A pet collar is a collar that is worn by a human during pet play and thus indicates a very different type of thematic D/s. The design of the collar is such that is generally likened to the type of animal that is being emulated. In some cases pet collars may also be fashion collars as the pet wears the collar without having an owner/handler and instead uses it as an indicator to help enter their "pet space".
A Training collar is put on a Pupil by a Trainer that generally consists of a leather strap and may or may not symbolize relationship specific training, though frequently it indicates the latter. It generally does not have a permanent locking mechanism but may have a snap or buckle, as the training period is considered to have a definitive start and end. During the time the collar is worn the pupil responds to the commands and instructions of the trainer, which may also be their respective d-type, or not, depending upon the purposes of the training. Training for a permanent relationship collar usually takes aproximately one year according to many traditions.
Usually a training collar does not include an O-ring as a traditional collar does as one in training is generally not considered prepared for leashing, or if trained by one other than their respective d-type, leashing is generally not considered appropriate even if they are prepared for such activities. Training collars are sometimes used for large scale training events as well, though the specifics of these event/collar arrangements may vary widely.
A Velcro collar is a derogatorily used term for relationship collars that are put on and taken off quickly (within a span of under a year). Generally it is considered bad form to don and remove the collar quickly with exception to a consideration collar as this may show a behavior pattern consistent with entering into meaningful adult relationships without any proper preparation, insight and a generally irresponsible attitude simply for the purposes of meeting one's appetite for sex and/or relationships.
Traditions of Earning a Collar
To earn a permanent relationship collar, customarily a d-type will assign three significant challenges that they may or may not divulge to an s-type that will indicate large scale personal growth as well as dedication to the relationship and embracing their s-type nature. Upon completion if the d-type is satisfied they may choose to award the s-type with a permanent collar.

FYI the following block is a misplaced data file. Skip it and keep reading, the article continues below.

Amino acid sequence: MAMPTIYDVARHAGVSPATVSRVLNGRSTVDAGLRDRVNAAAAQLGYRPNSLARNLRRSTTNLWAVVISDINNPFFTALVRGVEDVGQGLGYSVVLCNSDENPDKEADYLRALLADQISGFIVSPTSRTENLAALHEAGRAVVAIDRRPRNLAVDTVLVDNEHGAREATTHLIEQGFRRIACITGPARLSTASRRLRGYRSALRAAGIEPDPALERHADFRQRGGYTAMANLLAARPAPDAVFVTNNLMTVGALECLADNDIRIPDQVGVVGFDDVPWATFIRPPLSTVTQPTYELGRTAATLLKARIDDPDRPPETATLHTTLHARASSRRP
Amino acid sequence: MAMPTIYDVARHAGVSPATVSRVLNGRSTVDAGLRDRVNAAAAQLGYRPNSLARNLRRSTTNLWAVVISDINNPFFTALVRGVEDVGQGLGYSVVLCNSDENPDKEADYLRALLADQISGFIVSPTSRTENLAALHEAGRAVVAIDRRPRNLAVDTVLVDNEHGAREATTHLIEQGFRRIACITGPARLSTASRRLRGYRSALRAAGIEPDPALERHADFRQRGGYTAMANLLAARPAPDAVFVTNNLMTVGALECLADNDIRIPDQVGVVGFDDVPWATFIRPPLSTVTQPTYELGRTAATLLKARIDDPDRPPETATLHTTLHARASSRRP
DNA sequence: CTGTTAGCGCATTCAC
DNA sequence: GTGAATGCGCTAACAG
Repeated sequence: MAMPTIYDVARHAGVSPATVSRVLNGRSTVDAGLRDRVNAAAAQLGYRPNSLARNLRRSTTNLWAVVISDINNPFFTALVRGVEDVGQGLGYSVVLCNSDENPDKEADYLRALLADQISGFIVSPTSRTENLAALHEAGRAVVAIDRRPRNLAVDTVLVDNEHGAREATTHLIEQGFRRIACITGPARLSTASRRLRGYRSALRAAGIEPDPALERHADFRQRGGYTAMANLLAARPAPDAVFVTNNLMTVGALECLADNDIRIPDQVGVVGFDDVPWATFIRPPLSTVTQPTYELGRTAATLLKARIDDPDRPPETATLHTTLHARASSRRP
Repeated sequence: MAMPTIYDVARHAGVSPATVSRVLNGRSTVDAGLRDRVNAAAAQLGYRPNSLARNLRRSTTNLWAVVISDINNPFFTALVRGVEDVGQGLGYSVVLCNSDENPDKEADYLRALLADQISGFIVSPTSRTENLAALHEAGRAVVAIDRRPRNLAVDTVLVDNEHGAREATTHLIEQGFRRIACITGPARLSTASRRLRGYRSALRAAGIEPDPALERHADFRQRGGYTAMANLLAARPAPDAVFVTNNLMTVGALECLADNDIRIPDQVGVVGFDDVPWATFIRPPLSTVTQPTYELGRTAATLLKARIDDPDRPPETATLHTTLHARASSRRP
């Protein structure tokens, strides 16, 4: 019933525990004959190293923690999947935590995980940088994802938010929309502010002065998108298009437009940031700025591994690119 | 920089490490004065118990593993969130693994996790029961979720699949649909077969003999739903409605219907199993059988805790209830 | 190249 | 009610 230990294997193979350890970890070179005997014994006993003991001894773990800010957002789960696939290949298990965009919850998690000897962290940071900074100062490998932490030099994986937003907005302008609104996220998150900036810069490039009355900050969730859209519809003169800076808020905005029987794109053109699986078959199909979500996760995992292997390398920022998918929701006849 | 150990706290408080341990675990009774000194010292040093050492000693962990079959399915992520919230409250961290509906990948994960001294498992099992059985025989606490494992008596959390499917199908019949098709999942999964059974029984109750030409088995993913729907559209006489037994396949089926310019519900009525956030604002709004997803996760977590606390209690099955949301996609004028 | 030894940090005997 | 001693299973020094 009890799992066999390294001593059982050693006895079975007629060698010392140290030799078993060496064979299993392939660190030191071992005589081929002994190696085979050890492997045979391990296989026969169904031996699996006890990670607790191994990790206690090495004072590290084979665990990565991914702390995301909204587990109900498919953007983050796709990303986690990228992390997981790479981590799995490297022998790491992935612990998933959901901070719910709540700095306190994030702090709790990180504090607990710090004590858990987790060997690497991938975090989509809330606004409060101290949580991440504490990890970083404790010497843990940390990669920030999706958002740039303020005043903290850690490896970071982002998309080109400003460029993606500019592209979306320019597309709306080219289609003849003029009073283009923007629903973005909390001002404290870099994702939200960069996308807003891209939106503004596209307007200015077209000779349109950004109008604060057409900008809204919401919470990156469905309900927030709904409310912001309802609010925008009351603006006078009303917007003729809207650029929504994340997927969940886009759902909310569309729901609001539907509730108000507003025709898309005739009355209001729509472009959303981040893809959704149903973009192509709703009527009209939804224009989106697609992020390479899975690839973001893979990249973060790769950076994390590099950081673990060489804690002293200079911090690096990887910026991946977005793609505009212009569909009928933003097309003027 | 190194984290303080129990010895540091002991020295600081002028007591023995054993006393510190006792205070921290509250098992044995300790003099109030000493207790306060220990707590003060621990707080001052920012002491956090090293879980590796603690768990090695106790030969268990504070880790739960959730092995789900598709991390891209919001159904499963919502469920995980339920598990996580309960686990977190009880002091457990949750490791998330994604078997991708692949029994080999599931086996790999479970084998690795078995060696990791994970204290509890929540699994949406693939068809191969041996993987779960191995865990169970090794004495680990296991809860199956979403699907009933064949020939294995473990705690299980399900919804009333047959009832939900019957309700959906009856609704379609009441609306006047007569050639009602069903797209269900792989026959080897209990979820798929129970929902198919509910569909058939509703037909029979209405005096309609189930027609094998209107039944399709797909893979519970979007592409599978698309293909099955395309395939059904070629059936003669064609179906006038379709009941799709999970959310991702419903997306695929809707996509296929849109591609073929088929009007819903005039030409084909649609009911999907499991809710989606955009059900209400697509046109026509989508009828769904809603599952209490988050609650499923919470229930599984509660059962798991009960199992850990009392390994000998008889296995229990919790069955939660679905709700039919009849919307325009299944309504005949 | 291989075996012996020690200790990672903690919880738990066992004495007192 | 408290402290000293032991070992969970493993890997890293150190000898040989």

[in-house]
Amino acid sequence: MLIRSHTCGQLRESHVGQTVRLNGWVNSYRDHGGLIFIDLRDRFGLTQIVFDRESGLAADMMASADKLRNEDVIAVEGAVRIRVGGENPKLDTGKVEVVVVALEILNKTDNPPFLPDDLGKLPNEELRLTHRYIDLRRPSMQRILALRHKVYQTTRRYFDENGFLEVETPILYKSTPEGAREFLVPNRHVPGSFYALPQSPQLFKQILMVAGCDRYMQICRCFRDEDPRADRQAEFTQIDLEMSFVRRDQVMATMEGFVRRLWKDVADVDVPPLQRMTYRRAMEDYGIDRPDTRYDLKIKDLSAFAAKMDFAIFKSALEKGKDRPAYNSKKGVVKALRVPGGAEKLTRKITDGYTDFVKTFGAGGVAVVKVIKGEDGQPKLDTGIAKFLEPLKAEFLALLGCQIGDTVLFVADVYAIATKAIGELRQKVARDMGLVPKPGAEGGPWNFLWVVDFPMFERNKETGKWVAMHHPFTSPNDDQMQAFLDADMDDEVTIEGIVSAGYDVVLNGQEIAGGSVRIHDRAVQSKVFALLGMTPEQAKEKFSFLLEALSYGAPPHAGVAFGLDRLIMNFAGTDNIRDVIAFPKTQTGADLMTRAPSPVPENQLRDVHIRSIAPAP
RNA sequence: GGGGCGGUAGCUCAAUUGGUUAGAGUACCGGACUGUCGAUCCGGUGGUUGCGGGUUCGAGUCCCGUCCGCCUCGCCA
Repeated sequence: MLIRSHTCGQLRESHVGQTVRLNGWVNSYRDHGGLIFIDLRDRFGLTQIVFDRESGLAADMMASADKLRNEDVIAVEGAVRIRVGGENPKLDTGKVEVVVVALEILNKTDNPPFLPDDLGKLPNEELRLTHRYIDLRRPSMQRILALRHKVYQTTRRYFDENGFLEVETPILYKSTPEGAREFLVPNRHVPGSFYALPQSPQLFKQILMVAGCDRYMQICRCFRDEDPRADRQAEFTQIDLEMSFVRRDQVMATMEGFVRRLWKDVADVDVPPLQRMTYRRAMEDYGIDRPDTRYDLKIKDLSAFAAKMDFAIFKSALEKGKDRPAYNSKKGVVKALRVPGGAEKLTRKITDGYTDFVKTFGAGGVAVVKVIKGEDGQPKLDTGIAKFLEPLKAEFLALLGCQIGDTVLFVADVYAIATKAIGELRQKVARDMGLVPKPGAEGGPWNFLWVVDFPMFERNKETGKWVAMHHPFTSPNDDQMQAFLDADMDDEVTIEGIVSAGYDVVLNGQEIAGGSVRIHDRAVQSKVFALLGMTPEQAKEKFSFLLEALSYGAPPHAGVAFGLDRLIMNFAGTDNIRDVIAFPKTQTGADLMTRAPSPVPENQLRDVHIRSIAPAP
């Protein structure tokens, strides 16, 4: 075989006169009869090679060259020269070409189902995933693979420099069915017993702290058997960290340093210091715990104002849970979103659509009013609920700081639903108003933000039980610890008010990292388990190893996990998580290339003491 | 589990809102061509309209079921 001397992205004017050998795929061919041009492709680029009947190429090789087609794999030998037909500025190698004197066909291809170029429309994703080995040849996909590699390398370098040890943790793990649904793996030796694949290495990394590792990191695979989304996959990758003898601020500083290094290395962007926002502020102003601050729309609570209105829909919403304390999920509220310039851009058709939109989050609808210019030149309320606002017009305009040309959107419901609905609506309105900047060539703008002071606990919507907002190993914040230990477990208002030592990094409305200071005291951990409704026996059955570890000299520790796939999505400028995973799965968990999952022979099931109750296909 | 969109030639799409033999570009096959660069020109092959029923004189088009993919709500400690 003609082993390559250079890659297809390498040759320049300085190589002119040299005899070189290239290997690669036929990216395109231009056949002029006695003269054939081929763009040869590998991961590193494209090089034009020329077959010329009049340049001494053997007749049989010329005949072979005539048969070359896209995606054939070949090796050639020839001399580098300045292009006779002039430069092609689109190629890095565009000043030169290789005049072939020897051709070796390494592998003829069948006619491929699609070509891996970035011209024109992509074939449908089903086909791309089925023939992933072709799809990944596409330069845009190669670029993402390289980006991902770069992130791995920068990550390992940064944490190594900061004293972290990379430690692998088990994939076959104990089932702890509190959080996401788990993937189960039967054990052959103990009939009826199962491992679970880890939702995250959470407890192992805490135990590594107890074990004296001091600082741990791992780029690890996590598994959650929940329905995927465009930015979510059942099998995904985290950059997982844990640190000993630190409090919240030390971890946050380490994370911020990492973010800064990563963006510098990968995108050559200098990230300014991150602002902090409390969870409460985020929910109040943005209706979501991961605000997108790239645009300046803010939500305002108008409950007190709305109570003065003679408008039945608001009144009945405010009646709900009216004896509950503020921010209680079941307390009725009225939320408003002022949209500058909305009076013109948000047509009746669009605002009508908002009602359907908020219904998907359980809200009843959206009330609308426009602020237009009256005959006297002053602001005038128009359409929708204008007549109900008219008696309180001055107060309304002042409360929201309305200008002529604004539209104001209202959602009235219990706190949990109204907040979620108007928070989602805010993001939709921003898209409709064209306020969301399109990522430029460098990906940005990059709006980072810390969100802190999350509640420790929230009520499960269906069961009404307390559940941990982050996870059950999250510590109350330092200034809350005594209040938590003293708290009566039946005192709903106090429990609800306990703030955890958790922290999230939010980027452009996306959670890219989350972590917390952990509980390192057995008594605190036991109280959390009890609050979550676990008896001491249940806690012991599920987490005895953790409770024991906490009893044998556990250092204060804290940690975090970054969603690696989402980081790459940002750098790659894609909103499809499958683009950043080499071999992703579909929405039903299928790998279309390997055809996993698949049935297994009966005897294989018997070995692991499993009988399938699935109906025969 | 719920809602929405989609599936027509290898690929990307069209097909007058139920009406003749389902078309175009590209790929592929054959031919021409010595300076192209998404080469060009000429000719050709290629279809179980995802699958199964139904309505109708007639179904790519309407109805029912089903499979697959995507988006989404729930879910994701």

Traditions of Collar Removal
It is often considered inappropriate for someone outside of the wearer and the dominant of the collar to touch a collar that does not belong to them as many ascribe much symbolism and meaning to their collars and consider them treasured possessions.
In many cases a collar will be forbidden to be removed by the d-type though many make exceptions for security checkpoints and medical/hygienic reasons. In many cases the s-type is not allowed to remove the collar and the d-type must be the one to remove it, this is often especially true with collars that have locking mechanisms that require a special key or combination.
Permanent removal of a final collar is often done only after a two week grace period from the time either partner decides to wish to remove it so as to allow emotions to cool from the time the desire to remove it was indicated, allowing that the collar need not come off needlessly, but that the collar will still come off as needed.
If you are attending a BDSM Event and you see someone wearing a piece of neck jewelry or other symbol that appears to indicate a D/s dynamic simply ask during conversation, "Is that a collar or some other piece of jewelry? What is it's significance?". Most people will be happy to tell you about the significance of their collar if you approach them politely.
This will allow you to assess how to proceed in an informed fashion while respecting the person you are speaking with and their consensual relationship protocols. Do not touch the collar (or person) without first having explicit permissions granted from the owner of a collar as that can often be a Consent violation.
If you are someone who wears a collar it is up to you to explain the significance and appropriate protocols to others unless you have been directed otherwise by the collar's owner.
Collaring events vary widely much like vanilla marriage ceremonies. They can be glamorous or non-existent, private or public, formal or casual, have specific rituals, events, vows, dress codes and many other components but most importantly are used to designate the importance of the event of earning a collar of any type, though especially for a permanent M/s collar. Most often these ceremonies include the signing of a contract, taking an oath or vow and application and locking of a collar.
Some things to consider when preparing a collaring ceremony:
- Vows and Contract
- Collaring and Rituals